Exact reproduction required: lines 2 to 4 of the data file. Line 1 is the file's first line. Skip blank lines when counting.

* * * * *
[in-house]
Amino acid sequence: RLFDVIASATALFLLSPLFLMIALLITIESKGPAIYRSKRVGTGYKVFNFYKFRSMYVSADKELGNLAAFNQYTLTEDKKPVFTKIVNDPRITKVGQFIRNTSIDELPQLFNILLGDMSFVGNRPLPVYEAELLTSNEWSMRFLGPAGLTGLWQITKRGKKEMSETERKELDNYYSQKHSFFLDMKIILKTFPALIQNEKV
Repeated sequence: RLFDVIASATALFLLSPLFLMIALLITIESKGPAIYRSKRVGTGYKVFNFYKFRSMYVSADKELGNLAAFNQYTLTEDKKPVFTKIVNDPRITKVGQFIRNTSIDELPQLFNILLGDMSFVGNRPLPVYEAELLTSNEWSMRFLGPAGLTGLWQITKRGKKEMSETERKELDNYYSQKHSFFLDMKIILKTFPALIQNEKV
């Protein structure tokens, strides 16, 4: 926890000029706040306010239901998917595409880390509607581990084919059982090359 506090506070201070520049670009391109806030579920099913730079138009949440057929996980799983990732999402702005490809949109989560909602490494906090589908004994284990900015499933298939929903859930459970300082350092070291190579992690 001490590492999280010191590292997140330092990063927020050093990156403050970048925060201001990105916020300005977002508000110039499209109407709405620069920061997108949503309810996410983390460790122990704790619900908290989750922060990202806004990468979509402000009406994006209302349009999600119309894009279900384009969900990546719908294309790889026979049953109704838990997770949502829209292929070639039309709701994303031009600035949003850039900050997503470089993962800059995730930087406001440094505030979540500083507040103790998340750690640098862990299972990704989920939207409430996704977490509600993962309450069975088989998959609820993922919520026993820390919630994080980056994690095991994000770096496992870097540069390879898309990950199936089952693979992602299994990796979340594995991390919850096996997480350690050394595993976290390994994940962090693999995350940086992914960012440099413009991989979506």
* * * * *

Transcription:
Amino acid sequence: RLFDVIASATALFLLSPLFLMIALLITIESKGPAIYRSKRVGTGYKVFNFYKFRSMYVSADKELGNLAAFNQYTLTEDKKPVFTKIVNDPRITKVGQFIRNTSIDELPQLFNILLGDMSFVGNRPLPVYEAELLTSNEWSMRFLGPAGLTGLWQITKRGKKEMSETERKELDNYYSQKHSFFLDMKIILKTFPALIQNEKV
Repeated sequence: RLFDVIASATALFLLSPLFLMIALLITIESKGPAIYRSKRVGTGYKVFNFYKFRSMYVSADKELGNLAAFNQYTLTEDKKPVFTKIVNDPRITKVGQFIRNTSIDELPQLFNILLGDMSFVGNRPLPVYEAELLTSNEWSMRFLGPAGLTGLWQITKRGKKEMSETERKELDNYYSQKHSFFLDMKIILKTFPALIQNEKV
């Protein structure tokens, strides 16, 4: 926890000029706040306010239901998917595409880390509607581990084919059982090359 506090506070201070520049670009391109806030579920099913730079138009949440057929996980799983990732999402702005490809949109989560909602490494906090589908004994284990900015499933298939929903859930459970300082350092070291190579992690 001490590492999280010191590292997140330092990063927020050093990156403050970048925060201001990105916020300005977002508000110039499209109407709405620069920061997108949503309810996410983390460790122990704790619900908290989750922060990202806004990468979509402000009406994006209302349009999600119309894009279900384009969900990546719908294309790889026979049953109704838990997770949502829209292929070639039309709701994303031009600035949003850039900050997503470089993962800059995730930087406001440094505030979540500083507040103790998340750690640098862990299972990704989920939207409430996704977490509600993962309450069975088989998959609820993922919520026993820390919630994080980056994690095991994000770096496992870097540069390879898309990950199936089952693979992602299994990796979340594995991390919850096996997480350690050394595993976290390994994940962090693999995350940086992914960012440099413009991989979506």